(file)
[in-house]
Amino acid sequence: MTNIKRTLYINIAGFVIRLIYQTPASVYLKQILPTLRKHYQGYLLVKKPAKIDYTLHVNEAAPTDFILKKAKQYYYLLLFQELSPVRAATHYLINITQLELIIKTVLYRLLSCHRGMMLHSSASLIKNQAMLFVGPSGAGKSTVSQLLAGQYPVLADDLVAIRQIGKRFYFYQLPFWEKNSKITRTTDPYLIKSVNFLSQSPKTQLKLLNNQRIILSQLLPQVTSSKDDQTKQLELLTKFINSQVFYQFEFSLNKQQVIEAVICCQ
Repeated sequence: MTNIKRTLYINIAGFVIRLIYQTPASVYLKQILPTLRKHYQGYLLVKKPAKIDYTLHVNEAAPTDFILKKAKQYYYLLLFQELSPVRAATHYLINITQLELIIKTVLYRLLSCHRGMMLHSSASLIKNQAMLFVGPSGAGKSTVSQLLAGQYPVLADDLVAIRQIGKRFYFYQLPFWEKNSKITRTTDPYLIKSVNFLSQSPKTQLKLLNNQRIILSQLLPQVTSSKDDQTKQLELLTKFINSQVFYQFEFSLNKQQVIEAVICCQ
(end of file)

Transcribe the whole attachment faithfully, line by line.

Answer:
[in-house]
Amino acid sequence: MTNIKRTLYINIAGFVIRLIYQTPASVYLKQILPTLRKHYQGYLLVKKPAKIDYTLHVNEAAPTDFILKKAKQYYYLLLFQELSPVRAATHYLINITQLELIIKTVLYRLLSCHRGMMLHSSASLIKNQAMLFVGPSGAGKSTVSQLLAGQYPVLADDLVAIRQIGKRFYFYQLPFWEKNSKITRTTDPYLIKSVNFLSQSPKTQLKLLNNQRIILSQLLPQVTSSKDDQTKQLELLTKFINSQVFYQFEFSLNKQQVIEAVICCQ
Repeated sequence: MTNIKRTLYINIAGFVIRLIYQTPASVYLKQILPTLRKHYQGYLLVKKPAKIDYTLHVNEAAPTDFILKKAKQYYYLLLFQELSPVRAATHYLINITQLELIIKTVLYRLLSCHRGMMLHSSASLIKNQAMLFVGPSGAGKSTVSQLLAGQYPVLADDLVAIRQIGKRFYFYQLPFWEKNSKITRTTDPYLIKSVNFLSQSPKTQLKLLNNQRIILSQLLPQVTSSKDDQTKQLELLTKFINSQVFYQFEFSLNKQQVIEAVICCQ